Jojo needed no encouragement. Everyone in publishing read the questionnaire in Book News; it was the first thing they went to.
She snapped open her compact and reapplied her trademark vamp-red lipstick. She wished it wasn’t her trademark; she’d love to wear pale pink lip gloss and great neutral taupes. But the one time she’d come to work in Crushed Sorbet, people looked at her oddly. Mark Avery told her she was looking “a little peaky” and Richie Gant had accused her of having a hangover.
Same with the hair; it just didn’t suit her any other way. Too long and she looked like an unkempt ceramicist, and too short, well… In her early twenties, shortly after she’d arrived in London, she’d got what she’d thought was a gamine crop and the next time she went into a pub, the barman looked at her suspiciously and demanded, “What age are you, sonny?”
That had been it for the short-hair experiment — and the fresh-faced look.
“More mascara,” Manoj suggested.
“You’re so gay,” Jojo said, indulgently.
“And you’re so politically incorrect. I mean it about the mascara. Two words: Richie Gant. Let’s sicken him.”
Jojo found she was applying her mascara with renewed vigor.
After a speedy color-by-numbers circuit through the rest of her face-blush, concealer, glow — Jojo pulled the brush through her hair a final time and was good to go.
“Very sexy, boss. Very noir.”
“Send him in.”
Laden with equipment, Keith came into the office, stopped, and laughed out loud. “You look like Jessica Rabbit!” he said in admiration. “Or that redhead from the fifties movies. What’s her name?” He stamped his foot a few times. “Katharine Hepburn? No.”
“Spencer Tracy?”
“Wasn’t he a bloke?”
Jojo gave in. “Rita Hayworth.”
“Yes! Anyone ever say that to you before?”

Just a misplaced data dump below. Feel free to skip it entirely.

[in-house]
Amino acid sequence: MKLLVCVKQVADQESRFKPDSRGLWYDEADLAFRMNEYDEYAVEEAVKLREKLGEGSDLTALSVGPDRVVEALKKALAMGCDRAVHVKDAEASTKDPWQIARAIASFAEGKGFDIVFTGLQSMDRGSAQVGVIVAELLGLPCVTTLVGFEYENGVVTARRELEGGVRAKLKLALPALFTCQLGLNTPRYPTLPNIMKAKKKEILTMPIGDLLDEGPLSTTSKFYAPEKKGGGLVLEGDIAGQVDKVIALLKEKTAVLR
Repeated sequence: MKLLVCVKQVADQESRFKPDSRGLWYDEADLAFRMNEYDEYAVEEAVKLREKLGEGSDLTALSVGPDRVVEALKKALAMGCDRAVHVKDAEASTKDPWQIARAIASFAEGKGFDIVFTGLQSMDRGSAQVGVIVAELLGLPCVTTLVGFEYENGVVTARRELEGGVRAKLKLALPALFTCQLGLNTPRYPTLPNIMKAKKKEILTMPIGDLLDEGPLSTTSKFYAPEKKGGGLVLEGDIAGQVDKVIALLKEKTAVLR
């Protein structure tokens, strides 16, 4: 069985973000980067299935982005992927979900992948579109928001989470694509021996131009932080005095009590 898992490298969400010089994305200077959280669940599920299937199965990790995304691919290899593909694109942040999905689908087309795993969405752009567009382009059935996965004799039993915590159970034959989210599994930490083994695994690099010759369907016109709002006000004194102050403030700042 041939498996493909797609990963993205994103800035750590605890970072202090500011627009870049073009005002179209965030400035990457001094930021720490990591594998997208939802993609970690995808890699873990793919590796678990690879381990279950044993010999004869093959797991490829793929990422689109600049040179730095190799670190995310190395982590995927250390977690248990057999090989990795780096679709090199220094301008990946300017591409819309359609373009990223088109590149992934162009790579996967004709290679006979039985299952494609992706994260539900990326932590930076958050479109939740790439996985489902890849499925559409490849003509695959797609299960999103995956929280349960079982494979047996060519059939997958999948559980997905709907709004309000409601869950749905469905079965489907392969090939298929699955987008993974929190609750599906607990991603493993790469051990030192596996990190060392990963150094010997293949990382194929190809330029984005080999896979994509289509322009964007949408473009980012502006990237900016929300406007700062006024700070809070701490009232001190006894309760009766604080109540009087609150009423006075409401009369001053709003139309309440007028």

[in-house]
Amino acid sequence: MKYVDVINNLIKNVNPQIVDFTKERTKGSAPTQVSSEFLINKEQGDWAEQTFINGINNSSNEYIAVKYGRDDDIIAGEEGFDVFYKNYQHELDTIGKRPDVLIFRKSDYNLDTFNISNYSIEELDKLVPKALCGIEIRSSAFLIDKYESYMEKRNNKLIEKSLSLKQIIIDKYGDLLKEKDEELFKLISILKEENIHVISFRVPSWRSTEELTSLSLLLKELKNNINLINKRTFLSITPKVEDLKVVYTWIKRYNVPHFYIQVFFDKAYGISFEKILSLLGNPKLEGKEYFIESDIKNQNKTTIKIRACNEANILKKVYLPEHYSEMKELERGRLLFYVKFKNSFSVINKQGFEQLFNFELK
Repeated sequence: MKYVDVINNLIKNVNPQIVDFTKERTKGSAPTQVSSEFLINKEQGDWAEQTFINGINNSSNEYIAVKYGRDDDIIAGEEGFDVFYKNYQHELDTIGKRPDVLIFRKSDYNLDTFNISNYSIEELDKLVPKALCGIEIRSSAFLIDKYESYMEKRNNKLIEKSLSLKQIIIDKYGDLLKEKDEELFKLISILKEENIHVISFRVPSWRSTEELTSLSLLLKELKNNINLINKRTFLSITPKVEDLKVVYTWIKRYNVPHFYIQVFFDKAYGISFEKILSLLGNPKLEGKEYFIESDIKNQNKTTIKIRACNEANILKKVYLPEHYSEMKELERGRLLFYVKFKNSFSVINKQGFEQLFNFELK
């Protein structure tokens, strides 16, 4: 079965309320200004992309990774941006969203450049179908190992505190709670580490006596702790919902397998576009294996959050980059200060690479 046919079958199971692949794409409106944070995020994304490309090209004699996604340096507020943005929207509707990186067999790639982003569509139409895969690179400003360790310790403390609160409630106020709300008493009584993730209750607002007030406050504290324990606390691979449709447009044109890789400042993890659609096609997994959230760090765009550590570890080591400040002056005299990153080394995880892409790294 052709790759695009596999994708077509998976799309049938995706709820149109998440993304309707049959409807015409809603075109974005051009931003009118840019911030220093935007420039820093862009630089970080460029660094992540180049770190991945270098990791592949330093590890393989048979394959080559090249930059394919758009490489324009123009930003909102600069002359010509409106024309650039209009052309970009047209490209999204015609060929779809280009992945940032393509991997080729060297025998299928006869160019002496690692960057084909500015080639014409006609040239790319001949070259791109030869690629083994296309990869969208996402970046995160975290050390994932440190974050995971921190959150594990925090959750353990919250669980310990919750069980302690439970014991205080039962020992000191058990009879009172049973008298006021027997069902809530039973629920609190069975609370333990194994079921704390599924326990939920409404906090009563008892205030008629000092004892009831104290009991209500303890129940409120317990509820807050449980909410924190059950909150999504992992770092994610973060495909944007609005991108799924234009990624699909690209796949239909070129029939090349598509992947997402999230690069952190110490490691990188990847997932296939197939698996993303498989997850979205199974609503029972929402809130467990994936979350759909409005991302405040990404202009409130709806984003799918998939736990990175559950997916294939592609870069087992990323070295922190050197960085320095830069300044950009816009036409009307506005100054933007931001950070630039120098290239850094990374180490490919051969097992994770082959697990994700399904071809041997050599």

“No.” She smiled. “No one.” He was so bright-eyed it was hard to be mean.
Keith unloaded his camera equipment, surveyed the tiny book-lined room, considered Jojo, then looked around again. “Let’s do something a bit different,” he suggested. “Instead of the usual shot of the desk and you sitting behind it like Winston Churchill, let’s sex it up a bit.”
Jojo stared stonily at Manoj. “What have you been saying to him? For the last time, read my lips. I am not taking my top off.”
Keith lit up. “Would you be prepared to do that? It would be very discreet. Two carefully placed thumbs and — “
A look from Jojo silenced him abruptly, and when he spoke again, he was a little less buoyant. “This is a great desk you have here, Jojo. What about lying on it, on your side, giving a big wink?”
“I’m a literary agent. Have a little respect!” And she was too tall; she’d spill over the ends.”

Keyes has two major themes at work throughout her book. One is that what goes around comes around, and the other is that there are always two sides to every story (or three, as is the case here). For example, have you ever wondered what the other woman was thinking when she took your man from you? Or what your best friend really thinks of an indiscretion you’ve committed? Or whether you would change that indiscretion, if you could go back in time and do so? The author puts a universal face on individual dilemmas as she interlocks three plotlines, and the result is a book liberally doused with heart and hope, wisdom and wit.
Because the focus is on women and their issues in regards to life, love and work, there are obvious parallels to be drawn to its TV counterpart, “Sex and the City.” Those missing that program should turn to this new book, and everyone else can chalk this up as the first great beach read of 2004.